Pete Buttigieg finished ahead of Elizabeth Warren in Iowa, New Hampshire, Nevada, and South Carolina. He has more than three times as many delegates. He’s gone. Amy Klobuchar got double the support Warren did in New Hampshire, a state bordering Massachusetts, not Minnesota. Klobuchar was favored to win her home state tomorrow, Warren is not. Amy is done. Tom Steyer has a bottomless bank account, finished ahead of Warren in South Carolina, and has outperformed her among voters of color. He quit before South Carolina finished counting.
While it was time for Steyer to turn back in to a pumpkin, and Mayor Pete and Klobuchar both made smart strategic decisions, it’s telling that they’re all gone while Warren persists. I’ll admit, as recently as Saturday afternoon, I didn’t see a path for her. She’s not likely to win a single state. She was at extreme risk of being embarrassed at home (still possible.) Despite any and all evidence or results, Warren continued insisting she would both stay in the race and be a potential consensus nominee. Even if she loses Massachusetts.
Candidates say all sorts of things. Usually they’re bluffing. Klobuchar was “focused on Super Tuesday.” Buttigieg was going to “shock the world” with all of his Super Tuesday delegates. They’re both endorsing Joe Biden in Dallas tonight. When they run out of money and/or they run out of real hope, they exit. Each 2020 ex-candidate, except for future third party participant Tulsi Gabbard, has done this. None have continued once it was clear they couldn’t make a positive impact toward their goals.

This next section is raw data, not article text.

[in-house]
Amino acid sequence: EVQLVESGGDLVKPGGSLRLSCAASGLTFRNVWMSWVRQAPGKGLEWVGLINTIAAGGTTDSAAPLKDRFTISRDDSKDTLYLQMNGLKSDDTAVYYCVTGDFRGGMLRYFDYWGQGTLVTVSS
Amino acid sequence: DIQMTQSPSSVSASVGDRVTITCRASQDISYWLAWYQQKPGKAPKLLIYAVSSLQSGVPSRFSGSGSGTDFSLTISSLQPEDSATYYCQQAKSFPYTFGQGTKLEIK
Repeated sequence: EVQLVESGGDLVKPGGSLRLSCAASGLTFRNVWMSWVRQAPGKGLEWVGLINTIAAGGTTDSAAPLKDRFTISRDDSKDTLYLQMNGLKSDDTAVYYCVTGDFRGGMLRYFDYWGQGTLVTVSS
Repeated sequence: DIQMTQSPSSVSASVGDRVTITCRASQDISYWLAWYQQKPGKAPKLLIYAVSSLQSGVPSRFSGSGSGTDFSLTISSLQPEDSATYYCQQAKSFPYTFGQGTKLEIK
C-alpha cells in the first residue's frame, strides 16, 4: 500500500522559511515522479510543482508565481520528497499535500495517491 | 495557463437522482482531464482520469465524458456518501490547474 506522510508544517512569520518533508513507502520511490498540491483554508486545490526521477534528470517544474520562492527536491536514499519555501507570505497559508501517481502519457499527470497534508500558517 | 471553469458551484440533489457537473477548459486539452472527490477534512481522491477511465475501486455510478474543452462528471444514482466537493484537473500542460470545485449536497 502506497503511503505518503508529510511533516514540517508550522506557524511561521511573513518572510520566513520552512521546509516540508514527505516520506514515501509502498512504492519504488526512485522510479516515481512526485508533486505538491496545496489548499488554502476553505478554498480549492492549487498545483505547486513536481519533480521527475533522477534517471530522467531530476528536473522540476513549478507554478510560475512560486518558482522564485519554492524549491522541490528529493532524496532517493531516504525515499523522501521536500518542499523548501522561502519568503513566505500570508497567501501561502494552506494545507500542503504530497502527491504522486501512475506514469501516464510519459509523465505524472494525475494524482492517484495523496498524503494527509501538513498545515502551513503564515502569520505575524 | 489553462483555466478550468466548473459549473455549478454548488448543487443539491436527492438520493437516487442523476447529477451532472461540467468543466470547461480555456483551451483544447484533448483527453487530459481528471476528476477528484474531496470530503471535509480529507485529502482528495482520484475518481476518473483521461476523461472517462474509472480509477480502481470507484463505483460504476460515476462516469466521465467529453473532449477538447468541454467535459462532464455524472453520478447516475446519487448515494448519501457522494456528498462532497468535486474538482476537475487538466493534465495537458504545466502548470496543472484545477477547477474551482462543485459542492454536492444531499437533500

What a difference a couple days and a couple departures can make. There’s a more than decent chance Elizabeth Warren is the most important person in the Democratic nomination contest.
I think this is where you ask how.
According to our friends at FiveThirtyEight, there’s a 2 in 3 chance no candidate gets a delegate majority before the convention. Biden and Bernie Sanders each have a 1 in 6 shot at getting a majority. There’s almost a 1 in 3 chance for each getting a plurality, but not a majority. If you’re wondering about Mike Bloomberg, don’t. At least not yet. He’s got a 1 in 1000 chance of a delegate majority, and a very slim chance at a plurality.
This is a two person race, where the most likely outcome is neither avoids a mess. It’s also more likely there’s a narrow separation between the two than a significant one. I’d assumed if Bernie got at least 42-44% of the delegates, it would be damn near impossible for the party to stop him. But if he and Biden are both in the low-mid 40s, it’s a whole different story. Neither would want to step aside. Understandably so. Each would have some sort of bulletproof argument. One would say they had more popular votes. The other would say they won more states, or more diverse states, or more swing states.